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Higher Education Library Technology Briefing Papers Briefing papers available to all – under a very open (CC0) license -so feel free to share
"I just want to say how perfect these are for our librarian audience. Perfect length, perfect tone, and perfect amount of technical info". Jim Lynch, Techsoupglobal.org
By Ken Chad. Higher Education Library Technology (HELibTech) Briefing Paper no.5 . July 2018
The last five years have seen a sizable increase in the number of universities in the UK, Australia and New Zealand deploying library centric reading lists solutions. A notable change in the last year or so is that library resource list solutions are beginning to be adopted in the US. The paper suggests that reading/resource list systems will have a major impact on the global library technology market just as library ‘discovery services’ did over a decade ago.
The paper analyses the impact of reading list solutions on students, academics/faculty, the library and the library supply chain. It looks to future developments including the more extensive use of analytics and the increasing role of reading lists in pedagogical ‘scaffolding’.
The student consumer and the rise of e-textbook platforms By Ken Chad. HELIbTech briefing paper No. 4. 28th March 2018
A recent report for the Society of College, National & University Libraries (Sconul) listed ‘students as customers’ as one of the five top 'transformational’ trends that will impact libraries over the next ten years. These student consumers are not all happy and one reason is the rising cost of textbooks and the lack of availability from libraries. The briefing paper looks at the textbook market and moves to digital and more interactive learning. It analyses new approaches to textbook provision including Open Textbooks and the rise of e-textbook platforms.
By Ken Chad.Higher Education Library Technology (HELibTech) briefing paper (No. 4). March 2018.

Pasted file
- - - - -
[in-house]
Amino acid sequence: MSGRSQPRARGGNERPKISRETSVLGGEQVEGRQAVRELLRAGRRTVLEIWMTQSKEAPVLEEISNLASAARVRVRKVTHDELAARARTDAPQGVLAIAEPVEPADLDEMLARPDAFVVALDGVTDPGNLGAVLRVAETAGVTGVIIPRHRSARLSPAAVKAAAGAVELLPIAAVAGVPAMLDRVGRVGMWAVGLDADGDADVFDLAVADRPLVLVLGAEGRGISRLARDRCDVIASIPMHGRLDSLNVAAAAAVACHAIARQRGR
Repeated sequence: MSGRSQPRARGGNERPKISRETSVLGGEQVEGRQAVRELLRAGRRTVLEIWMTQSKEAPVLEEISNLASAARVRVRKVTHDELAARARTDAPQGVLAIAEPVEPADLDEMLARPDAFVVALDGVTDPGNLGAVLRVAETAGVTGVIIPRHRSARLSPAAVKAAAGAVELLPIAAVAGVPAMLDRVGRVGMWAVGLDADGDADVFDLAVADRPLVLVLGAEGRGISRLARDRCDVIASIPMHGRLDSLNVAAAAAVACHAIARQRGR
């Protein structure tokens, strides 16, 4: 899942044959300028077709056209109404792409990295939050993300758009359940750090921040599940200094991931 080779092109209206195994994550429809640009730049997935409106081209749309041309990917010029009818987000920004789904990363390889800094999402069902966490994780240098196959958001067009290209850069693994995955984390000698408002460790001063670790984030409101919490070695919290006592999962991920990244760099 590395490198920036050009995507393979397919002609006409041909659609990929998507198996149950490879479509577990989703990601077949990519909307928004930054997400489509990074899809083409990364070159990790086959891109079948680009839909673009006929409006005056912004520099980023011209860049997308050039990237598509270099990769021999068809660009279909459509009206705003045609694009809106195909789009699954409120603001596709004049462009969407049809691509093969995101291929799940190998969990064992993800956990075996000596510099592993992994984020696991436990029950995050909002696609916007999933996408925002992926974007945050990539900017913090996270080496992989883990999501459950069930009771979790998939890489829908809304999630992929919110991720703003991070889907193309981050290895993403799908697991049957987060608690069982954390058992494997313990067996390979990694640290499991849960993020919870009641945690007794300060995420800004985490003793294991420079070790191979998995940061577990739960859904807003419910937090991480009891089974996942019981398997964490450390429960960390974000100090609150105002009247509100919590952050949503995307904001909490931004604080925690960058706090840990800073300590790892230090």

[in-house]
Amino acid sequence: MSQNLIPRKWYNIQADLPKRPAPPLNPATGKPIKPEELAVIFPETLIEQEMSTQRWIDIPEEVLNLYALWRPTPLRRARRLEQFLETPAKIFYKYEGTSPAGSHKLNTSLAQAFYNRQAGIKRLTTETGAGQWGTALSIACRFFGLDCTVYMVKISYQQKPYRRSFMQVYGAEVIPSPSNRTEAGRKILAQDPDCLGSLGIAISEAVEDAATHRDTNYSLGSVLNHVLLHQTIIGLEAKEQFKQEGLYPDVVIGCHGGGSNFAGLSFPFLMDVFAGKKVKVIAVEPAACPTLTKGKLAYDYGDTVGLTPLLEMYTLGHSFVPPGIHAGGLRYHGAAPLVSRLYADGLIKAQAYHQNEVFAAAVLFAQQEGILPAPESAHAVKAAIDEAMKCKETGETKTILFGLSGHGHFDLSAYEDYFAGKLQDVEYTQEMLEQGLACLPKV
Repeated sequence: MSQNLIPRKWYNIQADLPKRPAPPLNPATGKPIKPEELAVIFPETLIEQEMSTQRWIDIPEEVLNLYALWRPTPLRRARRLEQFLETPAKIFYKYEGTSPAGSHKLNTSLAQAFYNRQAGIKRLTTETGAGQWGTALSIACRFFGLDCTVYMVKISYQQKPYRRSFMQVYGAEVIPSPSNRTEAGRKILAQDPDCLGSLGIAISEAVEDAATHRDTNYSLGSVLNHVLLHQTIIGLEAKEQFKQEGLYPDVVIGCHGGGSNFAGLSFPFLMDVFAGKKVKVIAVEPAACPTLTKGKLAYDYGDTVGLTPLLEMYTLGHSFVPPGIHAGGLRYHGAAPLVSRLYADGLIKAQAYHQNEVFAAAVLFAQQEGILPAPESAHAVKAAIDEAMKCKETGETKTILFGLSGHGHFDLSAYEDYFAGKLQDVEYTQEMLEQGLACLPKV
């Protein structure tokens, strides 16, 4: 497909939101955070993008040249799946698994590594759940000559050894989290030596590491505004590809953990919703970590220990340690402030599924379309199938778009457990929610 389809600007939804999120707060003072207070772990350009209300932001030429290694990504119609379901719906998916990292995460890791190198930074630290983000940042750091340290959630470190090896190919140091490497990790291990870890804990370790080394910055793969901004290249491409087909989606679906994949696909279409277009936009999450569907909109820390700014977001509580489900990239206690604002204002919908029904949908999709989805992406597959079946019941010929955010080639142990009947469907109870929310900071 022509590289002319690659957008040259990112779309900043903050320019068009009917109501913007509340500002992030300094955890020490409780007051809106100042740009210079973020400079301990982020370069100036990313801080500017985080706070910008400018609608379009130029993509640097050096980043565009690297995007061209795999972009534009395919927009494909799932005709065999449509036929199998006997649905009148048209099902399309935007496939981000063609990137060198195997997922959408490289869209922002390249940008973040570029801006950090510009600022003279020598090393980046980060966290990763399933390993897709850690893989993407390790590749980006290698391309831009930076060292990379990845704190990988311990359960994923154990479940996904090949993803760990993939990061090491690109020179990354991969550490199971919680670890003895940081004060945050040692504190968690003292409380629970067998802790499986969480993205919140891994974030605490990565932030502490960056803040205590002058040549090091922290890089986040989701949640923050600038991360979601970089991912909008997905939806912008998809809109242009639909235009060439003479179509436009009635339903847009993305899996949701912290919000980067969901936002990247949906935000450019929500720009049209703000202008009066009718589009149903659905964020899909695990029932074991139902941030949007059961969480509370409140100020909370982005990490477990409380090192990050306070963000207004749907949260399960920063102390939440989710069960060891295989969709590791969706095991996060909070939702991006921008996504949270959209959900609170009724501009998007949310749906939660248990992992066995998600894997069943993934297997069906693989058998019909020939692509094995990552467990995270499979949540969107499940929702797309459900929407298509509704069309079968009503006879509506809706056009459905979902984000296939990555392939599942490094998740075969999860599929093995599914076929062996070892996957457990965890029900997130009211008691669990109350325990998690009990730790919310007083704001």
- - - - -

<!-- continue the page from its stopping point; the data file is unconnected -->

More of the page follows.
A 2017 report for the Society of College, National & University Libraries (Sconul) listed ‘students as customers’ as one of the five top ‘transformational’ trends that will impact libraries over the next ten years. These student consumers are not all happy and one reason is the rising cost of textbooks and the lack of availability from libraries. The briefing paper looks at the textbook market and the moves to digital and more interactive learning resources. It analyses new approaches to textbook publication including Open Textbooks and institutional initiatives and new ways libraries are delivering e-textbooks to students. It concludes with an analysis of the potential disruptive impact of new user focused e-textbook platforms
By Ken Chad & Helen Anderson. HELIbTech briefing paper No. 3. 20 June 2017
Students in many countries, especially the US and UK are concerned that the growing cost of higher education is not delivering good value. Excellence in teaching and a focus on measurement and assessment of learning outcomes have become entrenched in higher education policy and the strategies of academic institutions. In the UK this trend has crystallised in a new Teaching Excellence Framework (TEF) introduced by government in 2017.
As a result library leaders around the world will need to become more strategic in articulating value propositions based around a more holistic view of library/learning resources.The value of data analytics will be a key driving force. Data from reading list systems and digital textbook platforms combined with information from other institutional systems will allow powerful insights to emerge. Such analytics will be invaluable to institutions, publishers and intermediaries as they look at new ways to deliver content.